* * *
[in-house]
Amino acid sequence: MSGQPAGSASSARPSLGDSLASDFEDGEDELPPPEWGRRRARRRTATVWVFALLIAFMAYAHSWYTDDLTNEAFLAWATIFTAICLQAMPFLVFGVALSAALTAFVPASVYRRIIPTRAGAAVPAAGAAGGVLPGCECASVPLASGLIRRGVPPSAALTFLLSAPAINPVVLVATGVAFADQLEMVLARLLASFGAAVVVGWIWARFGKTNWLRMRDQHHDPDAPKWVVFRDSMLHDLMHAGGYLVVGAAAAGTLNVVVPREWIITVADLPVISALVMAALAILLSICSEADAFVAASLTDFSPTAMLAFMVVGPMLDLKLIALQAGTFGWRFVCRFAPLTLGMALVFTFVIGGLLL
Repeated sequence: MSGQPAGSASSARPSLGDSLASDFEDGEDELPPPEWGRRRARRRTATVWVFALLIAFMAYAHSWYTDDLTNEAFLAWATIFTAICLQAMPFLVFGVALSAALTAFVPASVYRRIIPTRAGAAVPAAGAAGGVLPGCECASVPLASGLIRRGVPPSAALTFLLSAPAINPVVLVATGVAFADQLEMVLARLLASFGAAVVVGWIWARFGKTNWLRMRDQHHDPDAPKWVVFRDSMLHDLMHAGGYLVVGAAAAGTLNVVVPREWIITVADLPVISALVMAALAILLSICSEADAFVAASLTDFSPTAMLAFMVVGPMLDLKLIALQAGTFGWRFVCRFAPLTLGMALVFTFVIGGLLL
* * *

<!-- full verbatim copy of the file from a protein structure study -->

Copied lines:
[in-house]
Amino acid sequence: MSGQPAGSASSARPSLGDSLASDFEDGEDELPPPEWGRRRARRRTATVWVFALLIAFMAYAHSWYTDDLTNEAFLAWATIFTAICLQAMPFLVFGVALSAALTAFVPASVYRRIIPTRAGAAVPAAGAAGGVLPGCECASVPLASGLIRRGVPPSAALTFLLSAPAINPVVLVATGVAFADQLEMVLARLLASFGAAVVVGWIWARFGKTNWLRMRDQHHDPDAPKWVVFRDSMLHDLMHAGGYLVVGAAAAGTLNVVVPREWIITVADLPVISALVMAALAILLSICSEADAFVAASLTDFSPTAMLAFMVVGPMLDLKLIALQAGTFGWRFVCRFAPLTLGMALVFTFVIGGLLL
Repeated sequence: MSGQPAGSASSARPSLGDSLASDFEDGEDELPPPEWGRRRARRRTATVWVFALLIAFMAYAHSWYTDDLTNEAFLAWATIFTAICLQAMPFLVFGVALSAALTAFVPASVYRRIIPTRAGAAVPAAGAAGGVLPGCECASVPLASGLIRRGVPPSAALTFLLSAPAINPVVLVATGVAFADQLEMVLARLLASFGAAVVVGWIWARFGKTNWLRMRDQHHDPDAPKWVVFRDSMLHDLMHAGGYLVVGAAAAGTLNVVVPREWIITVADLPVISALVMAALAILLSICSEADAFVAASLTDFSPTAMLAFMVVGPMLDLKLIALQAGTFGWRFVCRFAPLTLGMALVFTFVIGGLLL